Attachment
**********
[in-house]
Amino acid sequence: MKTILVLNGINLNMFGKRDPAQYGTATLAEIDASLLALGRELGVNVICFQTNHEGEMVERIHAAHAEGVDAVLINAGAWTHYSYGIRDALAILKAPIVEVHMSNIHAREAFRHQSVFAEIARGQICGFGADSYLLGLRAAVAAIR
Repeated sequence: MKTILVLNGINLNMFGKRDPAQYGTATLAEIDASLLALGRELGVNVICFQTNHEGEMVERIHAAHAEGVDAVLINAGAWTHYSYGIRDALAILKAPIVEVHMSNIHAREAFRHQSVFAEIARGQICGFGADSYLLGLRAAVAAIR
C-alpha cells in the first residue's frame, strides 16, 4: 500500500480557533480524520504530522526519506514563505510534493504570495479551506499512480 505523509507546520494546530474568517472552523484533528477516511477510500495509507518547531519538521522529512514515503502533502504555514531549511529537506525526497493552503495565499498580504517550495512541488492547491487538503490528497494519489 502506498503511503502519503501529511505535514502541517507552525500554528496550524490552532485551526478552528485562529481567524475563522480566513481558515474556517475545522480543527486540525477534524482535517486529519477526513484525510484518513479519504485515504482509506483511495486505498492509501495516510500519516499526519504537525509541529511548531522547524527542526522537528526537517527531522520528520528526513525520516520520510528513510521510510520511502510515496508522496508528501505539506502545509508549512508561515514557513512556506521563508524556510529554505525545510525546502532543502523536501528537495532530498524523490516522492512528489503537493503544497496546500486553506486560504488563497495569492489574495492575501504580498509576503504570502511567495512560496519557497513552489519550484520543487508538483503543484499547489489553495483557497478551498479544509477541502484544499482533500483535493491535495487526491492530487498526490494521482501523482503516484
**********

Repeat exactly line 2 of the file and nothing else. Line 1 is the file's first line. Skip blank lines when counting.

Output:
Amino acid sequence: MKTILVLNGINLNMFGKRDPAQYGTATLAEIDASLLALGRELGVNVICFQTNHEGEMVERIHAAHAEGVDAVLINAGAWTHYSYGIRDALAILKAPIVEVHMSNIHAREAFRHQSVFAEIARGQICGFGADSYLLGLRAAVAAIR